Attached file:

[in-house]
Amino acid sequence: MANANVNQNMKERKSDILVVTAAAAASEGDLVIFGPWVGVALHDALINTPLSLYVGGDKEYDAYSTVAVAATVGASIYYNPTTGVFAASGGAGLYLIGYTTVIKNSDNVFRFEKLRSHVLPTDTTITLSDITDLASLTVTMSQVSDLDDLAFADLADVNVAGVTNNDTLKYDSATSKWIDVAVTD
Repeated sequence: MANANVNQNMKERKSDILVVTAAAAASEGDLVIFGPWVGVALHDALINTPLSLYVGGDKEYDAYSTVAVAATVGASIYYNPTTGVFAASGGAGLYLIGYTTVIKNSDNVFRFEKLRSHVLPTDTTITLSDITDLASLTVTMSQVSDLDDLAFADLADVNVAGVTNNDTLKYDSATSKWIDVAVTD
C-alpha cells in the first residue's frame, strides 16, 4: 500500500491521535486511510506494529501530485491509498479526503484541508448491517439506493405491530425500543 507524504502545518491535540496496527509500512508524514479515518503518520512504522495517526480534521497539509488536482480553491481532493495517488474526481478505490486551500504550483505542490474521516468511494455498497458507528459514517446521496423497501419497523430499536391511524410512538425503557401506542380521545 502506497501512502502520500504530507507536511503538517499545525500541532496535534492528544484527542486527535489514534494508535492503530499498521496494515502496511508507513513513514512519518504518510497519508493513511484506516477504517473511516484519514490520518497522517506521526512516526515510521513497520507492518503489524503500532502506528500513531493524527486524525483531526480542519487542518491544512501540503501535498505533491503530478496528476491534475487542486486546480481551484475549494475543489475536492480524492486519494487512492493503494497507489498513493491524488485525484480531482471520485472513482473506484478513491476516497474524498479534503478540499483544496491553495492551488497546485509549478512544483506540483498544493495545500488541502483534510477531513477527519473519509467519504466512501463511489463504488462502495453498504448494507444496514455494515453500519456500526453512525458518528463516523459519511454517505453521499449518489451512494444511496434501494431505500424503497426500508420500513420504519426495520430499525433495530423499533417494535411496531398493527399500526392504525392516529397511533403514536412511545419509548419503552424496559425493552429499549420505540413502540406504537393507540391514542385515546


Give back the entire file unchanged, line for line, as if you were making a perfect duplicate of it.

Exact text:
[in-house]
Amino acid sequence: MANANVNQNMKERKSDILVVTAAAAASEGDLVIFGPWVGVALHDALINTPLSLYVGGDKEYDAYSTVAVAATVGASIYYNPTTGVFAASGGAGLYLIGYTTVIKNSDNVFRFEKLRSHVLPTDTTITLSDITDLASLTVTMSQVSDLDDLAFADLADVNVAGVTNNDTLKYDSATSKWIDVAVTD
Repeated sequence: MANANVNQNMKERKSDILVVTAAAAASEGDLVIFGPWVGVALHDALINTPLSLYVGGDKEYDAYSTVAVAATVGASIYYNPTTGVFAASGGAGLYLIGYTTVIKNSDNVFRFEKLRSHVLPTDTTITLSDITDLASLTVTMSQVSDLDDLAFADLADVNVAGVTNNDTLKYDSATSKWIDVAVTD
C-alpha cells in the first residue's frame, strides 16, 4: 500500500491521535486511510506494529501530485491509498479526503484541508448491517439506493405491530425500543 507524504502545518491535540496496527509500512508524514479515518503518520512504522495517526480534521497539509488536482480553491481532493495517488474526481478505490486551500504550483505542490474521516468511494455498497458507528459514517446521496423497501419497523430499536391511524410512538425503557401506542380521545 502506497501512502502520500504530507507536511503538517499545525500541532496535534492528544484527542486527535489514534494508535492503530499498521496494515502496511508507513513513514512519518504518510497519508493513511484506516477504517473511516484519514490520518497522517506521526512516526515510521513497520507492518503489524503500532502506528500513531493524527486524525483531526480542519487542518491544512501540503501535498505533491503530478496528476491534475487542486486546480481551484475549494475543489475536492480524492486519494487512492493503494497507489498513493491524488485525484480531482471520485472513482473506484478513491476516497474524498479534503478540499483544496491553495492551488497546485509549478512544483506540483498544493495545500488541502483534510477531513477527519473519509467519504466512501463511489463504488462502495453498504448494507444496514455494515453500519456500526453512525458518528463516523459519511454517505453521499449518489451512494444511496434501494431505500424503497426500508420500513420504519426495520430499525433495530423499533417494535411496531398493527399500526392504525392516529397511533403514536412511545419509548419503552424496559425493552429499549420505540413502540406504537393507540391514542385515546